Page last updated at 07:57 GMT, Tuesday, 26 May 2009 08:57 UK

HBOS loan irregularities alleged

HBOS sign
The loans are said to have led to HBOS losses of 250m

A BBC News investigation has uncovered alleged lending irregularities at HBOS, the bank now owned by Lloyds.

File on 4 has heard from firms that claim they were ruined by the actions of a senior executive, and management consultants recommended by the bank.

The bank and management consultants Quayside Corporate Services have denied any wrongdoing.

The loans from HBOS's "high risk" unit between 2002 and 2007 are said to have led to losses at the bank of £250m.

The unit was based in Reading, Berkshire.

File on 4 heard from businesses alleging that a bank executive, Lynden Scourfield, required them to employ consultants Quayside Corporate Services as a condition for getting a loan.

Nikki and Paul Turner, whose music production and publishing business needed loan finance from HBOS, claimed the business suffered as a result of the involvement with Lynden Scourfield and Quayside and are currently facing eviction from their home by the bank. Their account of events is strongly disputed by the bank and Quayside.

The Turners' MP, James Paice, told File on 4 that HBOS's new owners Lloyds were not taking seriously their complaints and those of other businesses.


Mr Paice said that a number of businesses ended up in more debt than before Quayside got involved.

He said: "The whole thing stinks.

"The contention that I and my colleagues have is that the bank or some of the bank's then officials were significantly party to allowing or indeed encouraging these businesses to get into greater difficulty than they may or may not have been in the first place… they flatly refuse [to accept] that."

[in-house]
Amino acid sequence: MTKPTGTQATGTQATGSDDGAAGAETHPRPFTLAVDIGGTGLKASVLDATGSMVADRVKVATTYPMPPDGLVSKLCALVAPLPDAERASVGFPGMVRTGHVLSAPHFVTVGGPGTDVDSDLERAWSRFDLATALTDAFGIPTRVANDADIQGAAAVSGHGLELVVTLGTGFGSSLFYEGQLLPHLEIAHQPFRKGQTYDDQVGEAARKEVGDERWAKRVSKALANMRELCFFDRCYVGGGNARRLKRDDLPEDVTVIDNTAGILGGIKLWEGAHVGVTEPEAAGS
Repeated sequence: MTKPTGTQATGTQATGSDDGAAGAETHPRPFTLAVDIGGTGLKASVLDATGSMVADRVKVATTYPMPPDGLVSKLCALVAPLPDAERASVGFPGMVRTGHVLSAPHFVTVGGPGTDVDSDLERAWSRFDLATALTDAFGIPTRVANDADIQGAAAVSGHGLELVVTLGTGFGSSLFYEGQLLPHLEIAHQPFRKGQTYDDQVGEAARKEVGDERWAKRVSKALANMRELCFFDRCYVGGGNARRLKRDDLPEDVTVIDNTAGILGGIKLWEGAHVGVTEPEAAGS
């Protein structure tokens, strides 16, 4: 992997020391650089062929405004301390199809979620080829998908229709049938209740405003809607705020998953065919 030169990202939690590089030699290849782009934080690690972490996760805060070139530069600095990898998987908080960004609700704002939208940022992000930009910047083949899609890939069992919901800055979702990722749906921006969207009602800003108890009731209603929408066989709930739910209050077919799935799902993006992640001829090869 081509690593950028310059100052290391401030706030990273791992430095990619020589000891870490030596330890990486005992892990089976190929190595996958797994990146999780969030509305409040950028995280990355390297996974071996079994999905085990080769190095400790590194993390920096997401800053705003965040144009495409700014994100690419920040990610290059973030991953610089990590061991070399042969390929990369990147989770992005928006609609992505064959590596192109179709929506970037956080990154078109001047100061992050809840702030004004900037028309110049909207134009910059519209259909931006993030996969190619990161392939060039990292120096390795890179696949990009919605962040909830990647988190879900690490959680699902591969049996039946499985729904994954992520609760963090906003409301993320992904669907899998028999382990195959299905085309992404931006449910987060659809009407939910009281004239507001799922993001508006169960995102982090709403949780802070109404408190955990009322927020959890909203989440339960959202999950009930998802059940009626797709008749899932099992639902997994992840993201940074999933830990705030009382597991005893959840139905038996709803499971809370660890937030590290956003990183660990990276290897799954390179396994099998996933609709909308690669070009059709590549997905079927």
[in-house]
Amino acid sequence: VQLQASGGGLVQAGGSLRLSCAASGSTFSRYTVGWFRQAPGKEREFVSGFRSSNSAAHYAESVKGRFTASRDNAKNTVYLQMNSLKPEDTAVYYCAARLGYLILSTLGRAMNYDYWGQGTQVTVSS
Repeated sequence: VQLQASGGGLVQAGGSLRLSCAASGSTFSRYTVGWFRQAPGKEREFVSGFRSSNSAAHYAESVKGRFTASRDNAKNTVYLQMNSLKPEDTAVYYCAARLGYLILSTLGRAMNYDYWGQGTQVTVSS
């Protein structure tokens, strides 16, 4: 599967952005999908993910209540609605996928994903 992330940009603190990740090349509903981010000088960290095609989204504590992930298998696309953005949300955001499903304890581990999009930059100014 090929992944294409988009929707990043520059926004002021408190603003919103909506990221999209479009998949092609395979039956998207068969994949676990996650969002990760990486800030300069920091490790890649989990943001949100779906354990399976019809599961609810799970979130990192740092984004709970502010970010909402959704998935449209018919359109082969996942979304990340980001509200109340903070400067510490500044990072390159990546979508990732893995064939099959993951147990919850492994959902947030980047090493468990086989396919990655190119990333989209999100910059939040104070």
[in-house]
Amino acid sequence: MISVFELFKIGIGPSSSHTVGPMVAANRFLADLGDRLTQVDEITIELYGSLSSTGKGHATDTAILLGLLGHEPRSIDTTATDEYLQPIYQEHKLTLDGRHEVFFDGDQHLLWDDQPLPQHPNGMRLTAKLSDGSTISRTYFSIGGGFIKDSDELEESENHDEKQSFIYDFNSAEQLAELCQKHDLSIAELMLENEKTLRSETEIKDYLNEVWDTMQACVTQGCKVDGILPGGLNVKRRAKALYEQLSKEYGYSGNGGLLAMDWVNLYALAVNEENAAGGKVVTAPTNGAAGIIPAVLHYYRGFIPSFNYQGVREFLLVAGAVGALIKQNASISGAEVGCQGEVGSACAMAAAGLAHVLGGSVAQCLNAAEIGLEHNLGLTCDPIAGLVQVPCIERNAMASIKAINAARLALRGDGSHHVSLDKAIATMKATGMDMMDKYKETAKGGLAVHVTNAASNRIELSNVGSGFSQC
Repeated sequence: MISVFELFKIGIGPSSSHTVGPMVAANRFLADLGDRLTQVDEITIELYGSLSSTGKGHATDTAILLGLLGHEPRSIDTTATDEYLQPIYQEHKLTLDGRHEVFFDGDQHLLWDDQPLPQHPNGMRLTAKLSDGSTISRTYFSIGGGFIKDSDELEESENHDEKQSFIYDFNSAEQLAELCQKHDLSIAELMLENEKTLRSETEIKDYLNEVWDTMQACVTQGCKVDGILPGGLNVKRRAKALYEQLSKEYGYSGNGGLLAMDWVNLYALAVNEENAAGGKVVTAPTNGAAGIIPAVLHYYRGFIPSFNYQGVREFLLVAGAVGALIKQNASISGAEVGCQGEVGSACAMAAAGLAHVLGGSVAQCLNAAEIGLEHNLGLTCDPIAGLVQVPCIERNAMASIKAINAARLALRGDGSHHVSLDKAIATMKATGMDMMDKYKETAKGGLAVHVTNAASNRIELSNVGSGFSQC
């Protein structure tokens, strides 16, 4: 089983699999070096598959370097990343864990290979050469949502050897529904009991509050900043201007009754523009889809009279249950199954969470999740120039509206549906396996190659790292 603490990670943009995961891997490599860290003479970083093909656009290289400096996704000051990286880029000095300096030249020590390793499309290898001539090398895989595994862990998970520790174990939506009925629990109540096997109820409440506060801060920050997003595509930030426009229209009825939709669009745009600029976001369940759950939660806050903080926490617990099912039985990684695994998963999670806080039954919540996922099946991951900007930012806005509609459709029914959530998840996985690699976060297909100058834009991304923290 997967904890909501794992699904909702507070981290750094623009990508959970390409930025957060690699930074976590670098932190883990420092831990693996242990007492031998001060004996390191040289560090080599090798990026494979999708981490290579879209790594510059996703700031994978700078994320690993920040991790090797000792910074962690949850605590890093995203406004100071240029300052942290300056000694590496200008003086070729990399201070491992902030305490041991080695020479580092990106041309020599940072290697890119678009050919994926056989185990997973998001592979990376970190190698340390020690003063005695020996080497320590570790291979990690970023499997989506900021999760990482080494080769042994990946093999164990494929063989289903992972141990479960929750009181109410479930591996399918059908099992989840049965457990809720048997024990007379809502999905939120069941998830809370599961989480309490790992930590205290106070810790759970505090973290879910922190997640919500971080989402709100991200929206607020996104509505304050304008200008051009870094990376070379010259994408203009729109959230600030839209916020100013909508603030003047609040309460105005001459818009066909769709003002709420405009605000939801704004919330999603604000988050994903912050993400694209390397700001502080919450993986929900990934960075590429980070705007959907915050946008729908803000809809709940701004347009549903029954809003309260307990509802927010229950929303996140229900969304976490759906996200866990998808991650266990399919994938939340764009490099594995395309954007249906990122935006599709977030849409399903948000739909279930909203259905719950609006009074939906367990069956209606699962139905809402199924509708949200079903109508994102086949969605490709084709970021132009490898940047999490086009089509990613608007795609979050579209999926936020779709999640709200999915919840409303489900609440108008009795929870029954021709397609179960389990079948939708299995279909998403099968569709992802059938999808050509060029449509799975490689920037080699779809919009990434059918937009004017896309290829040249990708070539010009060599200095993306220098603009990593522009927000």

Mr Paice has secured a Commons debate next Tuesday.

Lib Dem Treasury spokesman Vince Cable said: "If half of what I hear is true this is a very, very serious matter."

Mr Cable has called on the Financial Services Authority to investigate evidence of "very, very serious allegations".

'Fair and responsible'

Mr Scourfield refused to comment.

David Mills, who founded Quayside, denied any wrongdoing and said: "I and Quayside Corporate Services acted as advisers to a number of banks and accounting firms to help implement commercial decisions made by our clients to try to turn around failing businesses.

"I always kept the banks fully informed of progress with the businesses. Unfortunately, in a number of cases, companies were unable to pay off large debts incurred before Quayside Corporate Services' involvement."

MPs have criticised Lloyds Banking Group for not properly investigating business customers' complaints.

No-one from the group would be interviewed but in a statement it told the BBC: "We simply cannot comment on individual circumstances. However, we strongly believe that we have acted throughout in a fair and responsible way.

"Bank of Scotland deals in a sensitive and fair way with all of its corporate banking customers, including those experiencing difficulties. We stand by our customers and support them closely in managing their financial difficulties."

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